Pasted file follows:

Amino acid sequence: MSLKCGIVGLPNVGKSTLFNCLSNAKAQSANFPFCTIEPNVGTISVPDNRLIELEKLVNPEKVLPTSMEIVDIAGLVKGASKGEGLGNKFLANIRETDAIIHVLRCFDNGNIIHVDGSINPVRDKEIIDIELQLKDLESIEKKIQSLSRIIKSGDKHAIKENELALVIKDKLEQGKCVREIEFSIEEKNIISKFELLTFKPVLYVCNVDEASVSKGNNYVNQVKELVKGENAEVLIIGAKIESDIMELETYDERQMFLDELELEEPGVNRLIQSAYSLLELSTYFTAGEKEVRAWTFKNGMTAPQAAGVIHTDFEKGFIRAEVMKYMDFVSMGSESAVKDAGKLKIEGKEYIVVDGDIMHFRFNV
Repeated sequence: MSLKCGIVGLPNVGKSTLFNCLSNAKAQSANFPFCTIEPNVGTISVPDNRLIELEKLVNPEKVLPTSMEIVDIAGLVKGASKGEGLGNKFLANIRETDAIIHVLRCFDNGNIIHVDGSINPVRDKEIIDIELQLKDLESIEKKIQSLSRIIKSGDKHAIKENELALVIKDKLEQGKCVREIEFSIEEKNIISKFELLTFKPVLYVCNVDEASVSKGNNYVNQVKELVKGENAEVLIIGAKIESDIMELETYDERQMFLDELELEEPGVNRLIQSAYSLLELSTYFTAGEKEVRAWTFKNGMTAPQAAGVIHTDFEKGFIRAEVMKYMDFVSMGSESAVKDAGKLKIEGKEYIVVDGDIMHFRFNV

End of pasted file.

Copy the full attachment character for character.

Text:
Amino acid sequence: MSLKCGIVGLPNVGKSTLFNCLSNAKAQSANFPFCTIEPNVGTISVPDNRLIELEKLVNPEKVLPTSMEIVDIAGLVKGASKGEGLGNKFLANIRETDAIIHVLRCFDNGNIIHVDGSINPVRDKEIIDIELQLKDLESIEKKIQSLSRIIKSGDKHAIKENELALVIKDKLEQGKCVREIEFSIEEKNIISKFELLTFKPVLYVCNVDEASVSKGNNYVNQVKELVKGENAEVLIIGAKIESDIMELETYDERQMFLDELELEEPGVNRLIQSAYSLLELSTYFTAGEKEVRAWTFKNGMTAPQAAGVIHTDFEKGFIRAEVMKYMDFVSMGSESAVKDAGKLKIEGKEYIVVDGDIMHFRFNV
Repeated sequence: MSLKCGIVGLPNVGKSTLFNCLSNAKAQSANFPFCTIEPNVGTISVPDNRLIELEKLVNPEKVLPTSMEIVDIAGLVKGASKGEGLGNKFLANIRETDAIIHVLRCFDNGNIIHVDGSINPVRDKEIIDIELQLKDLESIEKKIQSLSRIIKSGDKHAIKENELALVIKDKLEQGKCVREIEFSIEEKNIISKFELLTFKPVLYVCNVDEASVSKGNNYVNQVKELVKGENAEVLIIGAKIESDIMELETYDERQMFLDELELEEPGVNRLIQSAYSLLELSTYFTAGEKEVRAWTFKNGMTAPQAAGVIHTDFEKGFIRAEVMKYMDFVSMGSESAVKDAGKLKIEGKEYIVVDGDIMHFRFNV